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Remembrance Day

November 11th, 2014

Every year on this day, I post on the futility of war, arguing that wars and armed revolutions are almost never justified. I haven’t convinced anyone, and there are probably more wars, frozen conflicts and insurgencies now than there were when I started blogging.

And I realise I haven’t even convinced myself. Intellectually, I know that wars will always turn out badly, but still when a new conflict erupts, I find myself picking sides and cheering for the good (less bad) guys.

Why do we fall for the spurious appeal of a simple, violent solution to complex and intractable problems? And why is it so hard to end a war once it has started? I have some half-formed ideas, but I’ll leave it to others to discuss.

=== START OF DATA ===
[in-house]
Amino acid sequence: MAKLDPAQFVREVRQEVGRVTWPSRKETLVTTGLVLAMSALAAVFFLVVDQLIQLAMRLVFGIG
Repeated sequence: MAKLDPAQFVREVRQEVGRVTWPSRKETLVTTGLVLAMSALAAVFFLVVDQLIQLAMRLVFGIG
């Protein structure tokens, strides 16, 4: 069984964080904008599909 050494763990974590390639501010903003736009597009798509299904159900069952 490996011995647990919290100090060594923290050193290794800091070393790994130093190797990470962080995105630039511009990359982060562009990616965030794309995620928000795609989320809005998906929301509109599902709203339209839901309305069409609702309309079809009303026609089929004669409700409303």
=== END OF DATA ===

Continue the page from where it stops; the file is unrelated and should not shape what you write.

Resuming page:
In the meantime, Lest we Forget.

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  1. iain
    November 11th, 2014 at 19:17 | #1

    testosterone. An advanced alien civilisation would long ago have scrubbed such things from their world, in order to just survive.

  2. rog
    November 11th, 2014 at 19:36 | #2

    Or, why is it easier to commit resources to war than it is to peace?

    Some years ago I was in Bathurst during Anzac Day and while the mood was of respectful remembrance all I could think of was the way that the recruiters went around the country promising travel and adventure to these green farm boys. They harvested humans like wheat.

    Nothing much has changed, as a society we are being directed to cut costs from essential services to achieve balance and to commit to fighting infinite wars with mythological beasts.

  3. wilful
    November 11th, 2014 at 19:39 | #3